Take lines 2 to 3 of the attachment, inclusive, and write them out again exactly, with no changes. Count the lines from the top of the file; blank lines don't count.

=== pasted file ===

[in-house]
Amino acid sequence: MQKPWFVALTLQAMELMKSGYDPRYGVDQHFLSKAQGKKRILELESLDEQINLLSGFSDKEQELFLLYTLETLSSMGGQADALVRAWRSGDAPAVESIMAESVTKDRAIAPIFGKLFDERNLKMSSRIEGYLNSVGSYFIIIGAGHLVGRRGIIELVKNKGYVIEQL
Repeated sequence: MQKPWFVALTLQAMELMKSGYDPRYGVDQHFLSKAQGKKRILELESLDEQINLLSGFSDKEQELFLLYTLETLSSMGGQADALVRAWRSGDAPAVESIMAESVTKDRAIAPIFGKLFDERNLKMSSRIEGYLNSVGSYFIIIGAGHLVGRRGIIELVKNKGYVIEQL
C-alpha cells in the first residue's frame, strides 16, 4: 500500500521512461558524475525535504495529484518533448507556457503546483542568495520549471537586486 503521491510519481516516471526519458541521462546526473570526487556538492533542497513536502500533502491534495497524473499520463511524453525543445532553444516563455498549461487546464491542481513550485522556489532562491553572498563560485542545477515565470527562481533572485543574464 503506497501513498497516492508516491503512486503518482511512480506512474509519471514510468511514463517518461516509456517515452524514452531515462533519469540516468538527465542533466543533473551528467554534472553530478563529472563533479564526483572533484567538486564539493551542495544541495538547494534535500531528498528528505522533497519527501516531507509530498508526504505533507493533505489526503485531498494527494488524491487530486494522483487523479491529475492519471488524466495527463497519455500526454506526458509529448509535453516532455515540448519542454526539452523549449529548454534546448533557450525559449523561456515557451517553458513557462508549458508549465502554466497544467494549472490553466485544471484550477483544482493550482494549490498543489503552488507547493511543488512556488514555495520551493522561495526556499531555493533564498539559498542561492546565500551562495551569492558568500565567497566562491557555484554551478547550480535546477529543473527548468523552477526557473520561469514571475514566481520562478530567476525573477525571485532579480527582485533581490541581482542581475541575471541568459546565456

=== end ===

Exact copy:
Amino acid sequence: MQKPWFVALTLQAMELMKSGYDPRYGVDQHFLSKAQGKKRILELESLDEQINLLSGFSDKEQELFLLYTLETLSSMGGQADALVRAWRSGDAPAVESIMAESVTKDRAIAPIFGKLFDERNLKMSSRIEGYLNSVGSYFIIIGAGHLVGRRGIIELVKNKGYVIEQL
Repeated sequence: MQKPWFVALTLQAMELMKSGYDPRYGVDQHFLSKAQGKKRILELESLDEQINLLSGFSDKEQELFLLYTLETLSSMGGQADALVRAWRSGDAPAVESIMAESVTKDRAIAPIFGKLFDERNLKMSSRIEGYLNSVGSYFIIIGAGHLVGRRGIIELVKNKGYVIEQL